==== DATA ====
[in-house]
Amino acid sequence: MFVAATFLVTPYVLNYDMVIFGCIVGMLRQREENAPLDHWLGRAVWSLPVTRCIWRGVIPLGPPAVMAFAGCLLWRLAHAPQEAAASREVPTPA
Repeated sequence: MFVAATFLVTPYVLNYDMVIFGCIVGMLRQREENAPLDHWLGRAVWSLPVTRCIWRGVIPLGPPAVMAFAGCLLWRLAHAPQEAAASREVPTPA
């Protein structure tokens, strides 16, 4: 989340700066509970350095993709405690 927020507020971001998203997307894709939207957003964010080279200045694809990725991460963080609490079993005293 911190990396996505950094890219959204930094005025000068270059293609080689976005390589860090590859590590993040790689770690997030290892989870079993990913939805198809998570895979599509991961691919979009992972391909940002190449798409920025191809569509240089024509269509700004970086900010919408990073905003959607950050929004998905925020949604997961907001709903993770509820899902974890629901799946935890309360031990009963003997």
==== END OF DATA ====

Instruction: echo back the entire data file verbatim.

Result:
[in-house]
Amino acid sequence: MFVAATFLVTPYVLNYDMVIFGCIVGMLRQREENAPLDHWLGRAVWSLPVTRCIWRGVIPLGPPAVMAFAGCLLWRLAHAPQEAAASREVPTPA
Repeated sequence: MFVAATFLVTPYVLNYDMVIFGCIVGMLRQREENAPLDHWLGRAVWSLPVTRCIWRGVIPLGPPAVMAFAGCLLWRLAHAPQEAAASREVPTPA
């Protein structure tokens, strides 16, 4: 989340700066509970350095993709405690 927020507020971001998203997307894709939207957003964010080279200045694809990725991460963080609490079993005293 911190990396996505950094890219959204930094005025000068270059293609080689976005390589860090590859590590993040790689770690997030290892989870079993990913939805198809998570895979599509991961691919979009992972391909940002190449798409920025191809569509240089024509269509700004970086900010919408990073905003959607950050929004998905925020949604997961907001709903993770509820899902974890629901799946935890309360031990009963003997």